For Great Chicken, You Have To Know When It's Done - Don't You?
You've all seen those directions in your roast chicken recipes: "Roast until Done." Gee, thanks for all the help. The same directions can be found in recipes for grilled chicken, sauteed, pan fried or any other way there is to cook this favorite bird.
Intuitively, we know what "done" looks like - the meat should be white all the way through, not pink. It should also be completely opaque, no translucent spots. And pink or bloody liquid is a no no. The juices should always run clear.
That's all well and good, and important, too, especially with salmonella's being such a problem when it comes to poultry. But how can we tell for sure when the meat is done all the way through to the bone and not overcooked? The skin can be golden brown and the chicken can smell great, but it might not be done in the center or it may be completely overcooked and dried out.
For starters, and most importantly, it is almost impossible to go by stated cooking times in recipes. Start looking at those times as estimates and estimates only. There are so many different variables at play when it comes to timing recipes; the size and make of the oven, whether or not it's a convection oven, did you preheat the oven and the precise size of your chicken and its temperature when you put it in the oven in the first place.
If you pull a chicken out of the refrigerator and it's 40ºF, common sense tells you it will take longer to cook than a chicken that's sat out for 30 minutes and reaches a standing temperature of 60ºF. For these reasons, "350º F for 45 minutes" is not very helpful.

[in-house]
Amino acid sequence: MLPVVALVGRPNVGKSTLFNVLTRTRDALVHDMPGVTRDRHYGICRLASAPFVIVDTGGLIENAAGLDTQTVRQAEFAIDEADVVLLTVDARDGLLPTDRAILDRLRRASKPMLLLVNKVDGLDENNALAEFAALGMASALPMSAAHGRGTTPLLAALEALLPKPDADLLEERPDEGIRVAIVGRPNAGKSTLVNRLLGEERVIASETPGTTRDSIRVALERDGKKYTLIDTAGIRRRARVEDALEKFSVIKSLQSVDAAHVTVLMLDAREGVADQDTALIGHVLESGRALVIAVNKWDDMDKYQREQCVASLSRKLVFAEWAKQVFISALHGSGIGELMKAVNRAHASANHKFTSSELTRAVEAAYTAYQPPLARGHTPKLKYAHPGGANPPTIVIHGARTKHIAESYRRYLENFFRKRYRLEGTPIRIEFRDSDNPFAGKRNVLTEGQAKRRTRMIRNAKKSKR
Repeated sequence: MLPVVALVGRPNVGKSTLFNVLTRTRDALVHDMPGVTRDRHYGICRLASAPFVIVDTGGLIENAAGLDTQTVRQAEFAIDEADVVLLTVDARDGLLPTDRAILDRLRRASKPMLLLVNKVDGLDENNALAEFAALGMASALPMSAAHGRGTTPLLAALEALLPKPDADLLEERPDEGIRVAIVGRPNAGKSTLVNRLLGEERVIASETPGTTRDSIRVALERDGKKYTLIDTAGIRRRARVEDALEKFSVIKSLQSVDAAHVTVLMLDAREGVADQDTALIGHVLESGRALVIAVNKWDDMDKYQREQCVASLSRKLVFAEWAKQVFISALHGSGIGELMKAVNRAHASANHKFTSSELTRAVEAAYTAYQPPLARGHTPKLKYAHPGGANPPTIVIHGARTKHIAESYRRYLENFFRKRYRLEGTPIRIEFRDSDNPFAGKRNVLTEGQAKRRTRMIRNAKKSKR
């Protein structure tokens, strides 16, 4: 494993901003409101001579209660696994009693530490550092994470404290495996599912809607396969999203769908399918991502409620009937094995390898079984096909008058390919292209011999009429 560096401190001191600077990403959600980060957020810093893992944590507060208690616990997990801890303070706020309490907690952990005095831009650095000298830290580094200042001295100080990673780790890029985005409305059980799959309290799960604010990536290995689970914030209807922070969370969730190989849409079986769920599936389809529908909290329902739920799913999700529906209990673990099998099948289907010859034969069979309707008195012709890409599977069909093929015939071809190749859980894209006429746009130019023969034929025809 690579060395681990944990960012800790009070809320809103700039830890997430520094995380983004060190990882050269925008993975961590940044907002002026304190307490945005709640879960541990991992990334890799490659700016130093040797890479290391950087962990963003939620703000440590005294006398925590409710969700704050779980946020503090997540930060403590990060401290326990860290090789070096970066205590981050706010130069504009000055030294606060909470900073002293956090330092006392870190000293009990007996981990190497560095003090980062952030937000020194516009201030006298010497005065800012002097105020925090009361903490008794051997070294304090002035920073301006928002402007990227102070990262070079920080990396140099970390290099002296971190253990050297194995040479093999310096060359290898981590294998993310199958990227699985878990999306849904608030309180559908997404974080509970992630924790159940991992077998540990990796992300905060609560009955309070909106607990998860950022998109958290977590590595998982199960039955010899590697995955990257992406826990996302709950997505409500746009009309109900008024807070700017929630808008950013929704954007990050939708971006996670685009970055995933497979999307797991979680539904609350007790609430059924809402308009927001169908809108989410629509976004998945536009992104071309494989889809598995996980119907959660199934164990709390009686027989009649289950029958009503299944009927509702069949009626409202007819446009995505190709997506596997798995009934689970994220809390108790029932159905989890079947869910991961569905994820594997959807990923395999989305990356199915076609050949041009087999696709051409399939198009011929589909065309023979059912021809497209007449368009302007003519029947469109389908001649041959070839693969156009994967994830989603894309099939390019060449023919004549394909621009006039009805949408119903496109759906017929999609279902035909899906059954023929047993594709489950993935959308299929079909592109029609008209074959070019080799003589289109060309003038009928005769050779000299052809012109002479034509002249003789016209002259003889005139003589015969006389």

Besides all the variables just mentioned, most of us are so afraid to undercook food that we tend to let it cook longer forgetting that all meats and poultry need to rest to redistribute the juices and while it is resting, it is continuing to cook.
At best, consider "time and temperature" a ball park estimate. Set the oven to 350º F, but start checking the internal temperature at 35 minutes, realizing it could take well over an hour. Forget the notion that the time and temperature estimations for doneness is the holy grail.
Sure it's much easier to cook this way, but also a great way to get over or under cooked chicken.
Remember - Time & Temperature is just an estimation
Whether you poach, grill, saute or roast your chicken, you need to find a reliable measure of doneness. Cooking a bird for several hours "just to be on the safe side" is just as bad as serving undercooked meat. It might be even worse. You can always cook the chicken more, but there is no way to uncook it.
Popular Suggestions That Don't Work
Many cooking resources advise that you cut into the leg to see if juices run clear. There are a couple of problems with this method. For one, and rather obviously, not everyone cooks whole chicken, and often we cook boneless cuts.
Another issue is that when juice runs out of the chicken, as it most certainly will when you slice it open, you end up with dry chicken. So, even if you haven't overcooked the bird, it might still taste overcooked just because it is drier than it should be.